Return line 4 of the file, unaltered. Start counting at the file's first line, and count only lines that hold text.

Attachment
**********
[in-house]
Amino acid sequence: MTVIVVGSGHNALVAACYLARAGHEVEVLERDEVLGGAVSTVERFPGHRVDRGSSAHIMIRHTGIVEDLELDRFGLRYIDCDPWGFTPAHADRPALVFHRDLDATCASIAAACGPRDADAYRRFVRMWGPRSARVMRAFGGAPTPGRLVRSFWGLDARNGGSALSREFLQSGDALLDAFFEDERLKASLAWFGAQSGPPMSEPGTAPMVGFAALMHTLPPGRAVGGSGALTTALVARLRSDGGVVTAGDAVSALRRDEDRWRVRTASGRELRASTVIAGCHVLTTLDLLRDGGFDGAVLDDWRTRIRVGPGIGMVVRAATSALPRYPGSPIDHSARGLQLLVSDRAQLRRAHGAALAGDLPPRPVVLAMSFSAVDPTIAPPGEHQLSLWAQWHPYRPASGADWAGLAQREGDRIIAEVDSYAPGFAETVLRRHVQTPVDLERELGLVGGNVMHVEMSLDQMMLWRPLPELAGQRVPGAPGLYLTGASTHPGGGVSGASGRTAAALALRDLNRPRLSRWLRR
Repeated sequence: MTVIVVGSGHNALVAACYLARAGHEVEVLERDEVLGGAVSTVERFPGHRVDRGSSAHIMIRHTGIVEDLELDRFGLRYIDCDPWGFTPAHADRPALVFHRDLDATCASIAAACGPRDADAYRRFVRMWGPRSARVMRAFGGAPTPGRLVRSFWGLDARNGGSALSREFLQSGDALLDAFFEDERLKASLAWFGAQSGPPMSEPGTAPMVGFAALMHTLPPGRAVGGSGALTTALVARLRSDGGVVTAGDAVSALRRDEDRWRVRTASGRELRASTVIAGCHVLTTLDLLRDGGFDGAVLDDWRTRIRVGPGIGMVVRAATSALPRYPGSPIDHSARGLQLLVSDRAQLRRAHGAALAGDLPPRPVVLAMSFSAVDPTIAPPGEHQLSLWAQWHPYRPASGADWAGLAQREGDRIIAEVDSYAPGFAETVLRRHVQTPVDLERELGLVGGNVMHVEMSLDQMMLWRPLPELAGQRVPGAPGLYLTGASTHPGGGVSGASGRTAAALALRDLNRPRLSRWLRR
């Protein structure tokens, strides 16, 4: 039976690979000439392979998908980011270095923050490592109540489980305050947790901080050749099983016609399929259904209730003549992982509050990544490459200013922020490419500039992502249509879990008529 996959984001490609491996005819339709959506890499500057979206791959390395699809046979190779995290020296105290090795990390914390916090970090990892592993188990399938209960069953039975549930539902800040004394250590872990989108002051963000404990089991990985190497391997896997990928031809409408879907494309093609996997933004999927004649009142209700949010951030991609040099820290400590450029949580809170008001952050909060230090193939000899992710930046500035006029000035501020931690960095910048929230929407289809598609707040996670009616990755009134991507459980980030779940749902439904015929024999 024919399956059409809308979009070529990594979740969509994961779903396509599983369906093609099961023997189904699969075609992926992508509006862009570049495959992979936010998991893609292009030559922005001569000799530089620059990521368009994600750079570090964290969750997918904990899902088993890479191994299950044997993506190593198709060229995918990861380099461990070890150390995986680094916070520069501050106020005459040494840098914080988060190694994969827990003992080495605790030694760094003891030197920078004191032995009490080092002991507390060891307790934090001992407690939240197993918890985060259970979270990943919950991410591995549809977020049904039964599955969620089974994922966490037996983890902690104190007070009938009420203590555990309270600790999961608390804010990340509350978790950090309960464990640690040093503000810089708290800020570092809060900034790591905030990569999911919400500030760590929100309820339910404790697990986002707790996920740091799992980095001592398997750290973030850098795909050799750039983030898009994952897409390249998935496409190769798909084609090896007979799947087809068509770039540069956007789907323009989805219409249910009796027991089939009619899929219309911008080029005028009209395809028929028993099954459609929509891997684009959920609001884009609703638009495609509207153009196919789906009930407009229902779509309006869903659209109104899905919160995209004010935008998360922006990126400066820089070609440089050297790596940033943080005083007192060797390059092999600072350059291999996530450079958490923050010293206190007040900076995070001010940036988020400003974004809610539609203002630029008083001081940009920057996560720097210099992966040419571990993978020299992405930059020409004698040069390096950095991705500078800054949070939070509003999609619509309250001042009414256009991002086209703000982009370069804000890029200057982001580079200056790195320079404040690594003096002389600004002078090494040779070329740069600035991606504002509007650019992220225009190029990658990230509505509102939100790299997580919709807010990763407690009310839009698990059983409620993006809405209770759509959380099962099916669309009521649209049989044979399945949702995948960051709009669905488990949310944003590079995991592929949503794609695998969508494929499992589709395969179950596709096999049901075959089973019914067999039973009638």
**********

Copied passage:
């Protein structure tokens, strides 16, 4: 039976690979000439392979998908980011270095923050490592109540489980305050947790901080050749099983016609399929259904209730003549992982509050990544490459200013922020490419500039992502249509879990008529 996959984001490609491996005819339709959506890499500057979206791959390395699809046979190779995290020296105290090795990390914390916090970090990892592993188990399938209960069953039975549930539902800040004394250590872990989108002051963000404990089991990985190497391997896997990928031809409408879907494309093609996997933004999927004649009142209700949010951030991609040099820290400590450029949580809170008001952050909060230090193939000899992710930046500035006029000035501020931690960095910048929230929407289809598609707040996670009616990755009134991507459980980030779940749902439904015929024999 024919399956059409809308979009070529990594979740969509994961779903396509599983369906093609099961023997189904699969075609992926992508509006862009570049495959992979936010998991893609292009030559922005001569000799530089620059990521368009994600750079570090964290969750997918904990899902088993890479191994299950044997993506190593198709060229995918990861380099461990070890150390995986680094916070520069501050106020005459040494840098914080988060190694994969827990003992080495605790030694760094003891030197920078004191032995009490080092002991507390060891307790934090001992407690939240197993918890985060259970979270990943919950991410591995549809977020049904039964599955969620089974994922966490037996983890902690104190007070009938009420203590555990309270600790999961608390804010990340509350978790950090309960464990640690040093503000810089708290800020570092809060900034790591905030990569999911919400500030760590929100309820339910404790697990986002707790996920740091799992980095001592398997750290973030850098795909050799750039983030898009994952897409390249998935496409190769798909084609090896007979799947087809068509770039540069956007789907323009989805219409249910009796027991089939009619899929219309911008080029005028009209395809028929028993099954459609929509891997684009959920609001884009609703638009495609509207153009196919789906009930407009229902779509309006869903659209109104899905919160995209004010935008998360922006990126400066820089070609440089050297790596940033943080005083007192060797390059092999600072350059291999996530450079958490923050010293206190007040900076995070001010940036988020400003974004809610539609203002630029008083001081940009920057996560720097210099992966040419571990993978020299992405930059020409004698040069390096950095991705500078800054949070939070509003999609619509309250001042009414256009991002086209703000982009370069804000890029200057982001580079200056790195320079404040690594003096002389600004002078090494040779070329740069600035991606504002509007650019992220225009190029990658990230509505509102939100790299997580919709807010990763407690009310839009698990059983409620993006809405209770759509959380099962099916669309009521649209049989044979399945949702995948960051709009669905488990949310944003590079995991592929949503794609695998969508494929499992589709395969179950596709096999049901075959089973019914067999039973009638």